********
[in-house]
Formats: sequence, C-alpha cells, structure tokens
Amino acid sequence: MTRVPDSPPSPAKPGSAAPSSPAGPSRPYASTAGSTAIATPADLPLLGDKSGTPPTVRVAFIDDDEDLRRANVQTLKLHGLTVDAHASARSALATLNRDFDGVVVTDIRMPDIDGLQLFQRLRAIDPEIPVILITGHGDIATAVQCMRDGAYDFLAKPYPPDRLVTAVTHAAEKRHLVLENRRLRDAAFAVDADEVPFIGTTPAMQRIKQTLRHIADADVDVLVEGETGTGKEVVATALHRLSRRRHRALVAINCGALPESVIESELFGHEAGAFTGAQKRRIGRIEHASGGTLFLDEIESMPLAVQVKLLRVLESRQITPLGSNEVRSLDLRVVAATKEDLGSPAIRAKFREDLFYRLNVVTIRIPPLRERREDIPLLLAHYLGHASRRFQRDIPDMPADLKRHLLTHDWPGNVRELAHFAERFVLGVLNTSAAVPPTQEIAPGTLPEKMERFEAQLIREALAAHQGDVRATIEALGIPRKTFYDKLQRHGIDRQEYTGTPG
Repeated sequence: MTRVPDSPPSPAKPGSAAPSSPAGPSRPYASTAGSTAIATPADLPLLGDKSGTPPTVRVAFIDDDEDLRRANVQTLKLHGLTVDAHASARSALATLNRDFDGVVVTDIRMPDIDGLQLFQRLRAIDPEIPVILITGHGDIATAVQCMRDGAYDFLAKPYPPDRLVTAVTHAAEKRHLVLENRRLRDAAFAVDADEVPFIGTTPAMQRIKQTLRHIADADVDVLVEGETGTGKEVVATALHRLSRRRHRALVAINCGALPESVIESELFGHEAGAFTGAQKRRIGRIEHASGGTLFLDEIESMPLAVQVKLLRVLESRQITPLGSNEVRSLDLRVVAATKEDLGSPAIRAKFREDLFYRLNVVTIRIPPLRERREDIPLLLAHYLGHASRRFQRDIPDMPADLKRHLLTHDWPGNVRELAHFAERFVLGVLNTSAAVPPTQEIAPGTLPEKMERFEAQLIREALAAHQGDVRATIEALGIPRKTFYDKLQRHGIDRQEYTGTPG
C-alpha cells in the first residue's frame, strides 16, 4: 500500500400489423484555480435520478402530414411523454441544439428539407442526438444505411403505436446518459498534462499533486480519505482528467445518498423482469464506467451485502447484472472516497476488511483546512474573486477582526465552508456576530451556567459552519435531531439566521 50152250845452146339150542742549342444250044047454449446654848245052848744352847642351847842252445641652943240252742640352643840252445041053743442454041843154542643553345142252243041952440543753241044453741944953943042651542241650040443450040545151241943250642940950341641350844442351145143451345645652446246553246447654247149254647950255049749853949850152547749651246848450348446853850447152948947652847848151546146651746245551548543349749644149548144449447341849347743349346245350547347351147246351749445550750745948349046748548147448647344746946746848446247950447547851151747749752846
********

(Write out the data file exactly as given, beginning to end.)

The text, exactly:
[in-house]
Formats: sequence, C-alpha cells, structure tokens
Amino acid sequence: MTRVPDSPPSPAKPGSAAPSSPAGPSRPYASTAGSTAIATPADLPLLGDKSGTPPTVRVAFIDDDEDLRRANVQTLKLHGLTVDAHASARSALATLNRDFDGVVVTDIRMPDIDGLQLFQRLRAIDPEIPVILITGHGDIATAVQCMRDGAYDFLAKPYPPDRLVTAVTHAAEKRHLVLENRRLRDAAFAVDADEVPFIGTTPAMQRIKQTLRHIADADVDVLVEGETGTGKEVVATALHRLSRRRHRALVAINCGALPESVIESELFGHEAGAFTGAQKRRIGRIEHASGGTLFLDEIESMPLAVQVKLLRVLESRQITPLGSNEVRSLDLRVVAATKEDLGSPAIRAKFREDLFYRLNVVTIRIPPLRERREDIPLLLAHYLGHASRRFQRDIPDMPADLKRHLLTHDWPGNVRELAHFAERFVLGVLNTSAAVPPTQEIAPGTLPEKMERFEAQLIREALAAHQGDVRATIEALGIPRKTFYDKLQRHGIDRQEYTGTPG
Repeated sequence: MTRVPDSPPSPAKPGSAAPSSPAGPSRPYASTAGSTAIATPADLPLLGDKSGTPPTVRVAFIDDDEDLRRANVQTLKLHGLTVDAHASARSALATLNRDFDGVVVTDIRMPDIDGLQLFQRLRAIDPEIPVILITGHGDIATAVQCMRDGAYDFLAKPYPPDRLVTAVTHAAEKRHLVLENRRLRDAAFAVDADEVPFIGTTPAMQRIKQTLRHIADADVDVLVEGETGTGKEVVATALHRLSRRRHRALVAINCGALPESVIESELFGHEAGAFTGAQKRRIGRIEHASGGTLFLDEIESMPLAVQVKLLRVLESRQITPLGSNEVRSLDLRVVAATKEDLGSPAIRAKFREDLFYRLNVVTIRIPPLRERREDIPLLLAHYLGHASRRFQRDIPDMPADLKRHLLTHDWPGNVRELAHFAERFVLGVLNTSAAVPPTQEIAPGTLPEKMERFEAQLIREALAAHQGDVRATIEALGIPRKTFYDKLQRHGIDRQEYTGTPG
C-alpha cells in the first residue's frame, strides 16, 4: 500500500400489423484555480435520478402530414411523454441544439428539407442526438444505411403505436446518459498534462499533486480519505482528467445518498423482469464506467451485502447484472472516497476488511483546512474573486477582526465552508456576530451556567459552519435531531439566521 50152250845452146339150542742549342444250044047454449446654848245052848744352847642351847842252445641652943240252742640352643840252445041053743442454041843154542643553345142252243041952440543753241044453741944953943042651542241650040443450040545151241943250642940950341641350844442351145143451345645652446246553246447654247149254647950255049749853949850152547749651246848450348446853850447152948947652847848151546146651746245551548543349749644149548144449447341849347743349346245350547347351147246351749445550750745948349046748548147448647344746946746848446247950447547851151747749752846